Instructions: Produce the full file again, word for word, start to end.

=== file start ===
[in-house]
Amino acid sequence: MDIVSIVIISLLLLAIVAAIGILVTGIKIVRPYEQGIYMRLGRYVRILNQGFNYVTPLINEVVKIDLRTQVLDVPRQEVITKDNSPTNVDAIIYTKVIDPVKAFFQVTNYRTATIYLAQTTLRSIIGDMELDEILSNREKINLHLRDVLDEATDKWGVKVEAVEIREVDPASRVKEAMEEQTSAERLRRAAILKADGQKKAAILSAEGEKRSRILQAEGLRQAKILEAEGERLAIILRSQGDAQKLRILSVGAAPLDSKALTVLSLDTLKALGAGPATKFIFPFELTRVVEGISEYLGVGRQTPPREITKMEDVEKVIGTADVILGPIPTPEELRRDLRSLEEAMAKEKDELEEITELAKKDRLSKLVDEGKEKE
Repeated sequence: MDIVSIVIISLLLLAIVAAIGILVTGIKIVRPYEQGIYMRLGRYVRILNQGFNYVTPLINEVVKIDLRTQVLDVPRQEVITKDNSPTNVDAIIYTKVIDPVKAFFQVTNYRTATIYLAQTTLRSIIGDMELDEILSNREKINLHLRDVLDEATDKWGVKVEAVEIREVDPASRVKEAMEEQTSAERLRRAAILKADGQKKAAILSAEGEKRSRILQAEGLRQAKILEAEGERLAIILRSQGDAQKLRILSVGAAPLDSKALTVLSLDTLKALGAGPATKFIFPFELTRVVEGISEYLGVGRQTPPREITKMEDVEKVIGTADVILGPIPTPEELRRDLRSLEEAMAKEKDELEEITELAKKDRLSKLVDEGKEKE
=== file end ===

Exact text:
[in-house]
Amino acid sequence: MDIVSIVIISLLLLAIVAAIGILVTGIKIVRPYEQGIYMRLGRYVRILNQGFNYVTPLINEVVKIDLRTQVLDVPRQEVITKDNSPTNVDAIIYTKVIDPVKAFFQVTNYRTATIYLAQTTLRSIIGDMELDEILSNREKINLHLRDVLDEATDKWGVKVEAVEIREVDPASRVKEAMEEQTSAERLRRAAILKADGQKKAAILSAEGEKRSRILQAEGLRQAKILEAEGERLAIILRSQGDAQKLRILSVGAAPLDSKALTVLSLDTLKALGAGPATKFIFPFELTRVVEGISEYLGVGRQTPPREITKMEDVEKVIGTADVILGPIPTPEELRRDLRSLEEAMAKEKDELEEITELAKKDRLSKLVDEGKEKE
Repeated sequence: MDIVSIVIISLLLLAIVAAIGILVTGIKIVRPYEQGIYMRLGRYVRILNQGFNYVTPLINEVVKIDLRTQVLDVPRQEVITKDNSPTNVDAIIYTKVIDPVKAFFQVTNYRTATIYLAQTTLRSIIGDMELDEILSNREKINLHLRDVLDEATDKWGVKVEAVEIREVDPASRVKEAMEEQTSAERLRRAAILKADGQKKAAILSAEGEKRSRILQAEGLRQAKILEAEGERLAIILRSQGDAQKLRILSVGAAPLDSKALTVLSLDTLKALGAGPATKFIFPFELTRVVEGISEYLGVGRQTPPREITKMEDVEKVIGTADVILGPIPTPEELRRDLRSLEEAMAKEKDELEEITELAKKDRLSKLVDEGKEKE